The International Brotherhood of Teamsters, which represents over one million workers in North America in industries such as package delivery and freight, will vote on whether to make organizing Amazon workers a priority and help them earn a union contract.
“Amazon is changing the way we work in our country and affecting many of Teamster’s core industries and employers,” says the resolution that will be voted on at the Teamsters Convention on Thursday. The company “poses an existential threat to the standards we have set in these industries,” it says.
The resolution states that the union will “provide all the necessary resources” and eventually set up an Amazon division to organize workers in the company.
The timing of such a split or how much money or manpower the union will spend on the effort is not specified, and a union spokeswoman did not respond to a request for comment on these details. Last year, the union had sales of more than $ 200 million, according to the Department of Labor.
Amazon did not immediately respond to a request for comment on Tuesday.
In an opinion column this month for Salon, Randy Korgan, a Teamters official from southern California who has served as Amazon’s national director since creating the position last year, wrote that the union would bypass the National Labor Relations Board’s traditional job choices.
Instead, Mr Korgan wrote, the union will focus on building support from both Amazon employees and other warehouse and delivery workers as well as community members, and aims to help the company through orchestrating strikes, boycotts, protests and the like bring other actions to the negotiating table.
Amazon defeated a conventional campaign that year organized by a retail union in a warehouse in Bessemer, Alabama. In response, a number of union leaders suggested that a switch to the strategies Mr Korgan highlighted might be more fruitful. These union leaders pointed out that the federal labor law gives employers great advantages in campaigning – for example, it allows companies to hold mandatory anti-union meetings – and that the government cannot pay fines to employers who violate the law. (The retail workers union questions the election results at the Bessemer warehouse and accuses Amazon of intimidating the workers.)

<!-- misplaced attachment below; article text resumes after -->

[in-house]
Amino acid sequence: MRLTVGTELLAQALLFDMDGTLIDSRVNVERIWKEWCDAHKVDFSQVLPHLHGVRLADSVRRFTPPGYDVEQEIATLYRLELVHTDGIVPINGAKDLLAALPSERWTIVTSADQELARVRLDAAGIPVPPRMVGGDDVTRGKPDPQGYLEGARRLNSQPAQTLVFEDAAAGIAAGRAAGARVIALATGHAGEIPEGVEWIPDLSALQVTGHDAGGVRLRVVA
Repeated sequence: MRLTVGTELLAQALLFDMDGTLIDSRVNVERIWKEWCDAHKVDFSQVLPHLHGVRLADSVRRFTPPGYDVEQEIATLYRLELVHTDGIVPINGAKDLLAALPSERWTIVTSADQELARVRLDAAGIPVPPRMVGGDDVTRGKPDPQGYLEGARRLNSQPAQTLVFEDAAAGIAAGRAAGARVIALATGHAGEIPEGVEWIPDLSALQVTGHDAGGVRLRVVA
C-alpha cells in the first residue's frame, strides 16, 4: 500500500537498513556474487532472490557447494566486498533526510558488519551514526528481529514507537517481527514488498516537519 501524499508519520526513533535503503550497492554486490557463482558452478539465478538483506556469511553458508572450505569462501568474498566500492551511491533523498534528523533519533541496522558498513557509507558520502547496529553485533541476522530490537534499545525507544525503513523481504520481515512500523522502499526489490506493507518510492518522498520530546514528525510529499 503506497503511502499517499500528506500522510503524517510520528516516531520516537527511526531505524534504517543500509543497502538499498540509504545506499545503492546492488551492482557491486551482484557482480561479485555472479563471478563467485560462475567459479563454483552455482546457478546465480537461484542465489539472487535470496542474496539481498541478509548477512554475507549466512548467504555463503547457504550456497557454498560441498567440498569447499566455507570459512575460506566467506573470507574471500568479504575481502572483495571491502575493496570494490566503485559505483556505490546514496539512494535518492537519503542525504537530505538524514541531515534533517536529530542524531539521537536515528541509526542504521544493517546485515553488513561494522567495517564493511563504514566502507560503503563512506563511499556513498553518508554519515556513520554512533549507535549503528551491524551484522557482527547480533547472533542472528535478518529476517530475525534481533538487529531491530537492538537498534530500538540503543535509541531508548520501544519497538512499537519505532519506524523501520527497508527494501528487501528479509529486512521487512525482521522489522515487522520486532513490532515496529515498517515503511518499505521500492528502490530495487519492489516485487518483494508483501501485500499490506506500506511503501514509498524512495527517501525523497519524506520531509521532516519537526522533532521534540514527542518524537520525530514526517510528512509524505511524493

However, support for this approach is far from unanimous within the labor movement.
In a post-election interview in Alabama, Stuart Appelbaum, chairman of the retail union that oversaw the campaign, said trying to win union elections in Amazon warehouses should remain a focus. “If you want to build real power, you have to do it with a majority of the workers,” said Appelbaum at the time.
The Teamsters union holds its congress every five years and uses it to set the priorities that the union will pursue until the next congress. The resolution states that the Amazon campaign has gained momentum since the last trade union convention in 2016.
During that time, it said, various Teamster departments “have followed the growth, presence, and impact of Amazon on the Teamster industries and spoken to thousands of employees to develop various theories of operations to best serve Amazon employees engage and support ”.